3.1. Load Carrying Capacity
The load carrying capacity can be obtained by integrating the film pressure over the squeezing film area as follows: which takes the dimensionless form: where
3.2. Squeezing Time
The squeezing time can be calculated by integrating (18) with respect to under the condition that at as follows: where
4. Results and Discussions
Based on the Rabinowitsch fluids model, the effects of non-Newtonian rheology on the squeeze-film characteristics between a sphere and a plate are investigated using a dimensionless parameter which accounts for the non-Newtonian nature of the lubricant, that is, for the induced nature due to the use of additives. The parameters , , and describe the Newtonian, dilatant, and pseudoplastic lubricants, respectively. For the validity of the analysis, the numerical results for non-Newtonian lubricants are compared with the Newtonian results .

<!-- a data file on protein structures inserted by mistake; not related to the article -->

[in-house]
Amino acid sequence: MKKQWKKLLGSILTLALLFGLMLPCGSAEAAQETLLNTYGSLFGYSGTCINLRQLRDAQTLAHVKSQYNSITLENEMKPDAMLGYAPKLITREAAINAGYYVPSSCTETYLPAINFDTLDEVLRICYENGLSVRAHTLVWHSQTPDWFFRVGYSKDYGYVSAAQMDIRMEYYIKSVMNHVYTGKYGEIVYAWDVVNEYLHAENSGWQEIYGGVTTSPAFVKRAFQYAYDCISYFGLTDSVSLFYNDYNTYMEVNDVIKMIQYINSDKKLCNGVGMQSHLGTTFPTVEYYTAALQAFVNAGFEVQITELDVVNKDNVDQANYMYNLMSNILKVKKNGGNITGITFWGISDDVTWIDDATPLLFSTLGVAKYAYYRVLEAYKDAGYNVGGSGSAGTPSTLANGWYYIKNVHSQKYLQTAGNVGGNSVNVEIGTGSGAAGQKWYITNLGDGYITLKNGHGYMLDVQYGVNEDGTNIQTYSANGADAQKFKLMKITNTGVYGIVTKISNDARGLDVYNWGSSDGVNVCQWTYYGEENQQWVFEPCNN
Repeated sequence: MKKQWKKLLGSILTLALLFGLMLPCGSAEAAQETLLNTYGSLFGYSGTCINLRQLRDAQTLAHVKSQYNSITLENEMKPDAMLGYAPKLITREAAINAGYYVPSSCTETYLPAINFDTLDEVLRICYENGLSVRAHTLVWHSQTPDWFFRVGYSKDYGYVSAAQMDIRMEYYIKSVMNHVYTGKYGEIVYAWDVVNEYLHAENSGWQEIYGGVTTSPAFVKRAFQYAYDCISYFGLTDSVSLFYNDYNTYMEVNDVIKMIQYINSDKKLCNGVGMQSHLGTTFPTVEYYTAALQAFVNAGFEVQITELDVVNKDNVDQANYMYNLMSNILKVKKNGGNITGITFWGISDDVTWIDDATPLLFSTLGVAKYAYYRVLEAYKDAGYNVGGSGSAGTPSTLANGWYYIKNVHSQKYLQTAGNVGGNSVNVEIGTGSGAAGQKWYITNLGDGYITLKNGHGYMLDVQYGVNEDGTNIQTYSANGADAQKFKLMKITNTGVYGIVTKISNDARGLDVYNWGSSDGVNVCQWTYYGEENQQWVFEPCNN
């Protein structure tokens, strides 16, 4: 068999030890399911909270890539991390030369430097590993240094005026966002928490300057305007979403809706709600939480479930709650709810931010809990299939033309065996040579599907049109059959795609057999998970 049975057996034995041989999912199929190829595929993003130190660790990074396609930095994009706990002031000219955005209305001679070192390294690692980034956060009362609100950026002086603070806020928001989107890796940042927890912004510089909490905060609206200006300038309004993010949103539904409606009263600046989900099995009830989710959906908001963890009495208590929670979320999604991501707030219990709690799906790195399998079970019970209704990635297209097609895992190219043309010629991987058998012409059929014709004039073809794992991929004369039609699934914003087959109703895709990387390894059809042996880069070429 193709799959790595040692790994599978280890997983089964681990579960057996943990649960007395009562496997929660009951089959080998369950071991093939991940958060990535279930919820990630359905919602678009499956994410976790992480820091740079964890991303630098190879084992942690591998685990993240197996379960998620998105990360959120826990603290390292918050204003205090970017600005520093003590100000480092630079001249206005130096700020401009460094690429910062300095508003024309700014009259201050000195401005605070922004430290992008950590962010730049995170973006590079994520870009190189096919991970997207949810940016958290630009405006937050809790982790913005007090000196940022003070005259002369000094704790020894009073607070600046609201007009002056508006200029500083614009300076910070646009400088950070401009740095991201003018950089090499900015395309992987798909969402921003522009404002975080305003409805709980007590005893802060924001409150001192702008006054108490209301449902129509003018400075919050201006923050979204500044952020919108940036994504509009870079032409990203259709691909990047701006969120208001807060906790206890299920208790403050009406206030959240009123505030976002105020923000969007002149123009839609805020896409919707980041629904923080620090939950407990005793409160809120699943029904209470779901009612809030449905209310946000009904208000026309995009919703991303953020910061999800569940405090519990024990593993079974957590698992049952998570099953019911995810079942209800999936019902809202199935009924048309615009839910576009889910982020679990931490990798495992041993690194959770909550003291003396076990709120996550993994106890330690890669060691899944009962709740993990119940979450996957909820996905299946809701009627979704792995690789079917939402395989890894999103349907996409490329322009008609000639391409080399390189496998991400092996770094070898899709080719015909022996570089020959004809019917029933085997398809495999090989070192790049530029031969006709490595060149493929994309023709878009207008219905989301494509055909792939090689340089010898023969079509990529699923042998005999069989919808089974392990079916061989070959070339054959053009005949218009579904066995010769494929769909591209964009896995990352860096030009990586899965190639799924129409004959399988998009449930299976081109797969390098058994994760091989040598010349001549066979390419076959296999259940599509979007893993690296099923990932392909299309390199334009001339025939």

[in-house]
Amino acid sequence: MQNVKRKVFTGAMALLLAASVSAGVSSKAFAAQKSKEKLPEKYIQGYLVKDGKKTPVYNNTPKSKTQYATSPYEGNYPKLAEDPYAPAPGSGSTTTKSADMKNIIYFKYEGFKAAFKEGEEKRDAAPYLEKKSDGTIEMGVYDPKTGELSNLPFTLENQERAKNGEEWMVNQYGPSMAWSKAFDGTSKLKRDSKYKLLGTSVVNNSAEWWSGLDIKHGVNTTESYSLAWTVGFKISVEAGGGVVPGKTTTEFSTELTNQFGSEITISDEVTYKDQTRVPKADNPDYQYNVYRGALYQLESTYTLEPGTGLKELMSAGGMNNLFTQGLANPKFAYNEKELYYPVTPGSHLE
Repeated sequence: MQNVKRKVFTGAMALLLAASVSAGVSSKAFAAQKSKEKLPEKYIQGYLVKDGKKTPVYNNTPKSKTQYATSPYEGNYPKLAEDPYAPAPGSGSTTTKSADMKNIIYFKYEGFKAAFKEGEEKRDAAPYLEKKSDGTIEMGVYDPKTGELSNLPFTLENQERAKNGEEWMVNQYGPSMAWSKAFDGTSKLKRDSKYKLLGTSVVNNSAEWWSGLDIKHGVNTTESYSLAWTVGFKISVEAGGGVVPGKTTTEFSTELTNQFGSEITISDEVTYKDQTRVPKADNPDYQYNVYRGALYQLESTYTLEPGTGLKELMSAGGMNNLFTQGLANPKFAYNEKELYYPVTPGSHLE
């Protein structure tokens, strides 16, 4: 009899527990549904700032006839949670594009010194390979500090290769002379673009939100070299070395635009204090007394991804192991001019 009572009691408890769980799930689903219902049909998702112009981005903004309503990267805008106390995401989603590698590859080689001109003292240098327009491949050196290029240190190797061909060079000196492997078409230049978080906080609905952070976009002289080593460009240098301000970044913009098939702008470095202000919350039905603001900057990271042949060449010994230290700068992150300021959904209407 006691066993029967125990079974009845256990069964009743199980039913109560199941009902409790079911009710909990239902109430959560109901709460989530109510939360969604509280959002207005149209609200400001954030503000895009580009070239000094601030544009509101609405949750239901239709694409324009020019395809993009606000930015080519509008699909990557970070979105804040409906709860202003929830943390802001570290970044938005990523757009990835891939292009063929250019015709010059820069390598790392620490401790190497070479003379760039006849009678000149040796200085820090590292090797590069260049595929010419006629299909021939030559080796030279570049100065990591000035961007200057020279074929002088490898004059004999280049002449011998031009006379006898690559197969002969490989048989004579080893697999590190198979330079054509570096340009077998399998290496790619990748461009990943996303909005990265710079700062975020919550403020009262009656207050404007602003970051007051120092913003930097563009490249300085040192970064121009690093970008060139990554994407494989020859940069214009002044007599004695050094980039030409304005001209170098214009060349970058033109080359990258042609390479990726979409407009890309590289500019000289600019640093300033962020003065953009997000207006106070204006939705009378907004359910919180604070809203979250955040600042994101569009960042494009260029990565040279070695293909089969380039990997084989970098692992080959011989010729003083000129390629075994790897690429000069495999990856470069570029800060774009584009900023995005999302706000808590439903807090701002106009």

In order to analyze the non-Newtonian effects of fluids on the squeeze-film performance of sphere-plate system, various squeeze-film characteristics are presented with the following values:(i)pseudoplastic parameter to , [2, 18];(ii)sphere parameter , [12, 14].Figure 2 shows the variation of dimensionless film pressure with respect to the dimensionless coordinate . It is clear from the figure that the pressure is the maximum at , that is, at the minimum film thickness and decreases towards the outer of the sphere and hence, the analysis obeys the basic theory of film pressure in sphere-plate system. Again, the pressure for dilatant lubricants () is higher than the pressure for Newtonian lubricants whereas the pressure for pseudoplastic lubricants () is lower than the pressure for Newtonian lubricants. Further, the pressure increases as decrease from to . It is observed that the effect of non-Newtonian pseudoplastic and dilatant lubricants produces a remarkable change in the film pressure near , and it decreases towards periphery . For design parameters and , a small value of pseudoplastic parameter (dilatant fluids) increases the film pressure by nearly 25% at and 3% at . For the same design parameters, the value of pseudoplastic parameter (pseudoplastic fluids) decreases the film pressure by nearly 30% at and 2% at . It shows that the pseudoplastic and dilatant lubricants produce larger effects with the higher film pressure.